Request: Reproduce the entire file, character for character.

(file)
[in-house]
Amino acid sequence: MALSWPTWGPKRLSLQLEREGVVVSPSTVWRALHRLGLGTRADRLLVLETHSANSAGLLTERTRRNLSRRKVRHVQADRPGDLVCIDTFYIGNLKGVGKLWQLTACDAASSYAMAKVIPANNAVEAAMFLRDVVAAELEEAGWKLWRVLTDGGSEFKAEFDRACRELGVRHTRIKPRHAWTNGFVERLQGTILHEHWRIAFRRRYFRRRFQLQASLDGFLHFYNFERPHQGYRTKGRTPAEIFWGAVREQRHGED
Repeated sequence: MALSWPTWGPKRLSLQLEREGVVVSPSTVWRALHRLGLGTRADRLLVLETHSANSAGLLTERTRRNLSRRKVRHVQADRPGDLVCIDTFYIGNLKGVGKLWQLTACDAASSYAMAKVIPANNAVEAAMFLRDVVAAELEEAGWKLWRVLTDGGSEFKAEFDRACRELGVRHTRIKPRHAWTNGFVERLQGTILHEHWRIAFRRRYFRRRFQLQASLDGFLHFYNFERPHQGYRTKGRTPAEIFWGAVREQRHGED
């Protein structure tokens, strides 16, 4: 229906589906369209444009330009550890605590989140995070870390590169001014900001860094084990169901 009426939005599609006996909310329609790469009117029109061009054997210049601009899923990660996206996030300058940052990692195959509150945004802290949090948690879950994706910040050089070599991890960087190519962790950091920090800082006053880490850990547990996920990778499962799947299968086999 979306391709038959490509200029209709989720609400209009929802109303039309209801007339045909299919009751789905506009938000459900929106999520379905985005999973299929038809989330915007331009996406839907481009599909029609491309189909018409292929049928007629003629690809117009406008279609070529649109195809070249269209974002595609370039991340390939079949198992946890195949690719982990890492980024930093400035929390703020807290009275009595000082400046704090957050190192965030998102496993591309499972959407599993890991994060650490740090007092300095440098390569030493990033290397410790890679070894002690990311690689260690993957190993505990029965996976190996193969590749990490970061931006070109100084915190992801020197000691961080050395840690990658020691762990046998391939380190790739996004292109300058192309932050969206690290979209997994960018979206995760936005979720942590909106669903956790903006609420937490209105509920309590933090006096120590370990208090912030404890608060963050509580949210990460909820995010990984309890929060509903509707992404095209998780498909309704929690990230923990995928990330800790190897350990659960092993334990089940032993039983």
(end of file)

[in-house]
Amino acid sequence: MALSWPTWGPKRLSLQLEREGVVVSPSTVWRALHRLGLGTRADRLLVLETHSANSAGLLTERTRRNLSRRKVRHVQADRPGDLVCIDTFYIGNLKGVGKLWQLTACDAASSYAMAKVIPANNAVEAAMFLRDVVAAELEEAGWKLWRVLTDGGSEFKAEFDRACRELGVRHTRIKPRHAWTNGFVERLQGTILHEHWRIAFRRRYFRRRFQLQASLDGFLHFYNFERPHQGYRTKGRTPAEIFWGAVREQRHGED
Repeated sequence: MALSWPTWGPKRLSLQLEREGVVVSPSTVWRALHRLGLGTRADRLLVLETHSANSAGLLTERTRRNLSRRKVRHVQADRPGDLVCIDTFYIGNLKGVGKLWQLTACDAASSYAMAKVIPANNAVEAAMFLRDVVAAELEEAGWKLWRVLTDGGSEFKAEFDRACRELGVRHTRIKPRHAWTNGFVERLQGTILHEHWRIAFRRRYFRRRFQLQASLDGFLHFYNFERPHQGYRTKGRTPAEIFWGAVREQRHGED
């Protein structure tokens, strides 16, 4: 229906589906369209444009330009550890605590989140995070870390590169001014900001860094084990169901 009426939005599609006996909310329609790469009117029109061009054997210049601009899923990660996206996030300058940052990692195959509150945004802290949090948690879950994706910040050089070599991890960087190519962790950091920090800082006053880490850990547990996920990778499962799947299968086999 979306391709038959490509200029209709989720609400209009929802109303039309209801007339045909299919009751789905506009938000459900929106999520379905985005999973299929038809989330915007331009996406839907481009599909029609491309189909018409292929049928007629003629690809117009406008279609070529649109195809070249269209974002595609370039991340390939079949198992946890195949690719982990890492980024930093400035929390703020807290009275009595000082400046704090957050190192965030998102496993591309499972959407599993890991994060650490740090007092300095440098390569030493990033290397410790890679070894002690990311690689260690993957190993505990029965996976190996193969590749990490970061931006070109100084915190992801020197000691961080050395840690990658020691762990046998391939380190790739996004292109300058192309932050969206690290979209997994960018979206995760936005979720942590909106669903956790903006609420937490209105509920309590933090006096120590370990208090912030404890608060963050509580949210990460909820995010990984309890929060509903509707992404095209998780498909309704929690990230923990995928990330800790190897350990659960092993334990089940032993039983």